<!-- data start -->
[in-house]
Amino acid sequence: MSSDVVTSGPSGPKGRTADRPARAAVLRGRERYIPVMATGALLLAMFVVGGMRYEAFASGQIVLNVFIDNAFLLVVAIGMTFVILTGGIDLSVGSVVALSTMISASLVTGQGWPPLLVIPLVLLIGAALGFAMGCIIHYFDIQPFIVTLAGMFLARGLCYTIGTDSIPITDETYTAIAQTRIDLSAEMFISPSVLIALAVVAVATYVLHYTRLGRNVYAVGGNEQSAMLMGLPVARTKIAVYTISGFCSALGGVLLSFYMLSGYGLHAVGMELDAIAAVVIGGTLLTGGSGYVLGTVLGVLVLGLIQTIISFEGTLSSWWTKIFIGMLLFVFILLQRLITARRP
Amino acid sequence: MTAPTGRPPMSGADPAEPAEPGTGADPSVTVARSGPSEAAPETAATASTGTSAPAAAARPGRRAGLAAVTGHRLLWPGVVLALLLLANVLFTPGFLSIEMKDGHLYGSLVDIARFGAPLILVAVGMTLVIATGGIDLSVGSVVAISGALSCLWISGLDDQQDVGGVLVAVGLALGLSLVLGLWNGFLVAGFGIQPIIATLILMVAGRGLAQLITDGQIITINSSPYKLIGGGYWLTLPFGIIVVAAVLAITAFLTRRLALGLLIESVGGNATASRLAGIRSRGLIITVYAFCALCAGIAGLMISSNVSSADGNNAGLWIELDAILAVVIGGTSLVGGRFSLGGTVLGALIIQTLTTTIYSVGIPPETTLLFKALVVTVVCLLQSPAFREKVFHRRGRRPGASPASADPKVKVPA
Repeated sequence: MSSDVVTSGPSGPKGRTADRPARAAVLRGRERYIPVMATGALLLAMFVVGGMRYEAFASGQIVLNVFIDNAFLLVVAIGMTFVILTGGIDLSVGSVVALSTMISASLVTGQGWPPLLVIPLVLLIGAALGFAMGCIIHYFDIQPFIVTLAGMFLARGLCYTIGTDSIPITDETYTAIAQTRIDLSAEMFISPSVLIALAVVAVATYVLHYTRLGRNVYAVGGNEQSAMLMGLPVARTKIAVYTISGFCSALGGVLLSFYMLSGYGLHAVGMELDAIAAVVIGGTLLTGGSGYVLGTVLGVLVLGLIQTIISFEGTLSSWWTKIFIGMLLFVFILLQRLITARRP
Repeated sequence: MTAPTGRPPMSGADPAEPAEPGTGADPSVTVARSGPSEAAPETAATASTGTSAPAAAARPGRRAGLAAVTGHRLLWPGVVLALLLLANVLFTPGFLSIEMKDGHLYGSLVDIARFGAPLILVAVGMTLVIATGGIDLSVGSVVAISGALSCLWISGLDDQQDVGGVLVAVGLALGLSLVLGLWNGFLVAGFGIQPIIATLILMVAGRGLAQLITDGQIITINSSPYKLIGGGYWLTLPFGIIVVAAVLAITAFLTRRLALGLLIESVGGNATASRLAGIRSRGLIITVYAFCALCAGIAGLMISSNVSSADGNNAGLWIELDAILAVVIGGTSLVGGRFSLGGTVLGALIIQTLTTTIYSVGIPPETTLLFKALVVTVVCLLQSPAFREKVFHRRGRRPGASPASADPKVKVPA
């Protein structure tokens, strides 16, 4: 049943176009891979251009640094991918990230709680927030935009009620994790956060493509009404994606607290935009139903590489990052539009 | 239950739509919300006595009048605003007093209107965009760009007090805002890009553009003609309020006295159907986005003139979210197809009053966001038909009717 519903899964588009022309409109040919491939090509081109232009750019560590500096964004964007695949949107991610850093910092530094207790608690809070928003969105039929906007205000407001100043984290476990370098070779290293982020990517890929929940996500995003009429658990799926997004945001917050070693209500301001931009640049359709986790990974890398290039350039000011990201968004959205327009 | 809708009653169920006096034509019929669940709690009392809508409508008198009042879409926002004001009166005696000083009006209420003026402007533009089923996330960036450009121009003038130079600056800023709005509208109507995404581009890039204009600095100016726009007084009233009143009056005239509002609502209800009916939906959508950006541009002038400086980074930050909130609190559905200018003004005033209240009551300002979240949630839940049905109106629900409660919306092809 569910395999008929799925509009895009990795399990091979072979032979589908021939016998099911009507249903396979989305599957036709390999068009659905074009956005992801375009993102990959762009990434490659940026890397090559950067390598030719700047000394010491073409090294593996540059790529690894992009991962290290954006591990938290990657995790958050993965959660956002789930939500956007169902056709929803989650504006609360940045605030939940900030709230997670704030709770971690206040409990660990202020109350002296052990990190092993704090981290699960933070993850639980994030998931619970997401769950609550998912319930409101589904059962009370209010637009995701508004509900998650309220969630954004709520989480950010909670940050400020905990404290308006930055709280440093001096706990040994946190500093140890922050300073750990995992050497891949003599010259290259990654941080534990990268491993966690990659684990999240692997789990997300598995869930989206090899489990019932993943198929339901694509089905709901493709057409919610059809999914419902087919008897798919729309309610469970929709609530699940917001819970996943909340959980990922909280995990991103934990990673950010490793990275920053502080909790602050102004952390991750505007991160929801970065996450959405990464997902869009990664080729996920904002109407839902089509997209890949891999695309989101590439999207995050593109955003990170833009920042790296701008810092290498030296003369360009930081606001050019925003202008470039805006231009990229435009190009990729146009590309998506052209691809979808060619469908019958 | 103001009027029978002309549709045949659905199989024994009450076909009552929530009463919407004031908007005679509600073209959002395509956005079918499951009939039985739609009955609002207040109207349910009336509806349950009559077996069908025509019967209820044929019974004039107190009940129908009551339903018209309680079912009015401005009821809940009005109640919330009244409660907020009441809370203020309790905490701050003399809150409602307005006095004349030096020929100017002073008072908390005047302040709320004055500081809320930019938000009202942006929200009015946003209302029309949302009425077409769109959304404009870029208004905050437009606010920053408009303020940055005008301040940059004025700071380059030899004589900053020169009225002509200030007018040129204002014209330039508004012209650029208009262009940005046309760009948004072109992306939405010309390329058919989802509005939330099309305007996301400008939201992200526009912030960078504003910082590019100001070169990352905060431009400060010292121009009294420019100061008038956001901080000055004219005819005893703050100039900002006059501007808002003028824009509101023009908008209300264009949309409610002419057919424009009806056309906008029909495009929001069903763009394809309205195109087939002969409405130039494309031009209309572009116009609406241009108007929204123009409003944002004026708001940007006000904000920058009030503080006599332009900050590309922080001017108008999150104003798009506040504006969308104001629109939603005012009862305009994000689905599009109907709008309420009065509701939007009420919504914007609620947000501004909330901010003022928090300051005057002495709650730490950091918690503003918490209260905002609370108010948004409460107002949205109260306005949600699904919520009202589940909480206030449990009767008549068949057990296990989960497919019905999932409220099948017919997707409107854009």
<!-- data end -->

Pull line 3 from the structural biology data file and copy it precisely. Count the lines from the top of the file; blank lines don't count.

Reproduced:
Amino acid sequence: MTAPTGRPPMSGADPAEPAEPGTGADPSVTVARSGPSEAAPETAATASTGTSAPAAAARPGRRAGLAAVTGHRLLWPGVVLALLLLANVLFTPGFLSIEMKDGHLYGSLVDIARFGAPLILVAVGMTLVIATGGIDLSVGSVVAISGALSCLWISGLDDQQDVGGVLVAVGLALGLSLVLGLWNGFLVAGFGIQPIIATLILMVAGRGLAQLITDGQIITINSSPYKLIGGGYWLTLPFGIIVVAAVLAITAFLTRRLALGLLIESVGGNATASRLAGIRSRGLIITVYAFCALCAGIAGLMISSNVSSADGNNAGLWIELDAILAVVIGGTSLVGGRFSLGGTVLGALIIQTLTTTIYSVGIPPETTLLFKALVVTVVCLLQSPAFREKVFHRRGRRPGASPASADPKVKVPA